Yet again and again, when Bishops make a point others regard as “political”, the press leap on it as easy content, ripe for debate. But there really isn’t an argument here, except between people who know something about Christianity and those who don’t. Must we rip out “blessed are the poor” from our Bibles, or the idea that all of creation is from the Lord? Sure some wiseacre might shoot back that old favourite “Render unto Caesar the things that are Caesar’s and to God the things that are God’s”, in an attempt to demonstrate that the two should be discrete – but this is not an admission that there is a realm of human activity in which God shows no interest. A religion that begins with God’s creation of the universe is hardly going to carve out some unique territory where God has relinquished his authority. No, this clever phrase from Matthew’s Gospel is Jesus responding to those who would trip him up, who would get him in trouble with the state, by subtly pointing out that, to a good Jew, all things come from God, and so the set of things that are God’s contains everything. Render unto Caesar is a kind of linguistic joke. That set of things which are Caesar’s and not God’s is an empty set.
Protestantism, however, with its emphasis on interiority, the religion of the heart, made a disastrous retreat into the first person singular. This allowed secularism to claim that religion is a private matter, something to be practised outside the public square, a bit like sex. Do what you like in private, but don’t “ram it down my throat”. But as sexuality is now something we are all encouraged to express outwardly, secularists want to force religion into the closet. Keep your God to yourself.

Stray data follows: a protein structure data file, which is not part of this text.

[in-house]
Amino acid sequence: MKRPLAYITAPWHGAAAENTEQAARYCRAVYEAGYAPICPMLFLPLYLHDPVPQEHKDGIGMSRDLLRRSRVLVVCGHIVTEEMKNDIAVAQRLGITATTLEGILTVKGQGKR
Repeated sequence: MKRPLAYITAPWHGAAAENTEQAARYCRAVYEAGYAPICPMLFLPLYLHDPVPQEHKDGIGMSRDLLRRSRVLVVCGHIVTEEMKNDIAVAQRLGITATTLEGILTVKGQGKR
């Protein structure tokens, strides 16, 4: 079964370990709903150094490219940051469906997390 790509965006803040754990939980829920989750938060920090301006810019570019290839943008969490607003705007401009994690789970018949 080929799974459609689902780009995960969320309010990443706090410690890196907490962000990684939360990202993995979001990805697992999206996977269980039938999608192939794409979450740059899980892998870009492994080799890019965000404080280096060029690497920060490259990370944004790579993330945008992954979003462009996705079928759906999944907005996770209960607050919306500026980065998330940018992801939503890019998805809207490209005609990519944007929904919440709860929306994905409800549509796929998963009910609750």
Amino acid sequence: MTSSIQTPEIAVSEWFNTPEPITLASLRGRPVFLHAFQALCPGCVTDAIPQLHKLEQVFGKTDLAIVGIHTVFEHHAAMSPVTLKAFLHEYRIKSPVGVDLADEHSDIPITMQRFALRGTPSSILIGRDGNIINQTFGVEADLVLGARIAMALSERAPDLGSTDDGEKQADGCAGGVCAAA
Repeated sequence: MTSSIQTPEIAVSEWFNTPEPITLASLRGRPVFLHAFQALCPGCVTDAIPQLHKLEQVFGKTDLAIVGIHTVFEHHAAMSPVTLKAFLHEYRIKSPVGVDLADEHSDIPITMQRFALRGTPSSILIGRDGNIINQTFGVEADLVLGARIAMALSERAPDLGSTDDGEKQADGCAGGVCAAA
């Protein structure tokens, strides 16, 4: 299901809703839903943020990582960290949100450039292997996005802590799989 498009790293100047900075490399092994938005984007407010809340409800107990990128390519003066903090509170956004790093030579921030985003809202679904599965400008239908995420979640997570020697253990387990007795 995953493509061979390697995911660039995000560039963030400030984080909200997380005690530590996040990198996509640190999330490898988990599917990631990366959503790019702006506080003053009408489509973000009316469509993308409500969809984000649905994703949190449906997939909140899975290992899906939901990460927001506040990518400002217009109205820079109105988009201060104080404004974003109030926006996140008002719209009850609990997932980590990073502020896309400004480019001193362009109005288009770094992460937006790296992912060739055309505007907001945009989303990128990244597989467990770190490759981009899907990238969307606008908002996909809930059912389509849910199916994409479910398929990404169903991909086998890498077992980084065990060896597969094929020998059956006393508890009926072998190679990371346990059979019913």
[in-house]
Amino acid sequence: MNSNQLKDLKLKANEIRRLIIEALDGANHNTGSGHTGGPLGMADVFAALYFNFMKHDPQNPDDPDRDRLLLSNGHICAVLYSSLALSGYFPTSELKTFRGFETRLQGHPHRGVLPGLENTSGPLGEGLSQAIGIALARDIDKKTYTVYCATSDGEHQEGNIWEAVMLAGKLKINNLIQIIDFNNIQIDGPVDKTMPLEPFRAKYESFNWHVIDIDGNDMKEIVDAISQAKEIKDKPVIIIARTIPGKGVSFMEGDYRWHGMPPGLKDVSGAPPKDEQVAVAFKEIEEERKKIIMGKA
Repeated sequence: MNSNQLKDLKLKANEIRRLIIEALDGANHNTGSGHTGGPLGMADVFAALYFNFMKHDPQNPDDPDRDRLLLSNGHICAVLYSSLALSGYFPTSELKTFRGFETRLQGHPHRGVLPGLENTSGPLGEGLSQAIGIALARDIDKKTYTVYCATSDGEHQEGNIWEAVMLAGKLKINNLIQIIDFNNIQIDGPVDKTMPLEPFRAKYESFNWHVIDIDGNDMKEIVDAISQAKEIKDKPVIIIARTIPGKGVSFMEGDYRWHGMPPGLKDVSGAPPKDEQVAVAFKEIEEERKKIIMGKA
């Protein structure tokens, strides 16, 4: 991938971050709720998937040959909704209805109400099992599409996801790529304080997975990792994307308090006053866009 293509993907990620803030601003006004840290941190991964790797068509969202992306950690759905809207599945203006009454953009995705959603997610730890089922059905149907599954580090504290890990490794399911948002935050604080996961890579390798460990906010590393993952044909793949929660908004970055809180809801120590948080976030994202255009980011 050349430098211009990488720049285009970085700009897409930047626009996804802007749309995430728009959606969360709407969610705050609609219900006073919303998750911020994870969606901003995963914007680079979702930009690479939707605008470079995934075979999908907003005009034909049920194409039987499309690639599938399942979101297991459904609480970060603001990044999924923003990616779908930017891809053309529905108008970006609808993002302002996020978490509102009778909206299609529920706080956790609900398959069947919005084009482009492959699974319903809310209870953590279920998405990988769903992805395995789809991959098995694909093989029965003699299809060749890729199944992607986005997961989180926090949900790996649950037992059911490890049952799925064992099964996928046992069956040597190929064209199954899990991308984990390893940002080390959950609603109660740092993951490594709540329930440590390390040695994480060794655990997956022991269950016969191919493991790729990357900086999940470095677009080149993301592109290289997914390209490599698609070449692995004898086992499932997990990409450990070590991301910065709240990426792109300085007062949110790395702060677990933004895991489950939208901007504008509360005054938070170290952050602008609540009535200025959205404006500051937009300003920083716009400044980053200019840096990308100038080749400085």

Part of the problem is that politics has narrowed into little more than a boo-hurrah between Left and Right. Christianity certainly doesn’t want to get sucked into that game, not because it should stay out of politics, but precisely because politics is a far bigger business than that practised by our current crop of politicians. If anything, the job of the Church is to demonstrate that politics should have a much wider lens than just the electoral cycle. Welby does sometimes give the impression that he is fiddling about in the details of policy, of using politics as management. But in this, I think he is not being political enough. He is not showing how the political has a properly cosmic dimension.
That said, Christianity is an incarnational religion, and the most materialistic of the world’s religious traditions. While these lumpy parcels of meat that we inhabit require physical care — hence the need for small ‘p’ politics — we are also beings who often set our lives in the context of something far greater than that afforded by the sell-by date of our physicality. There is a kind of politics that pertains here too – of the sort of beings we understand ourselves to be, of our greater moral and spiritual aspirations. So, to say that all human beings are made in the “image and likeness of God” is to make a big ‘P’ political claim. This is, among other things, a no borders kind of claim. Everyone, whatever their documentation, is stamped with God’s likeness, and as such, should illicit in us a reverence and certain solidarity. Yes, bishops should tread wearily in making too many small ‘p’ political claims. But big picture politics is their natural territory — and long may they inhabit it.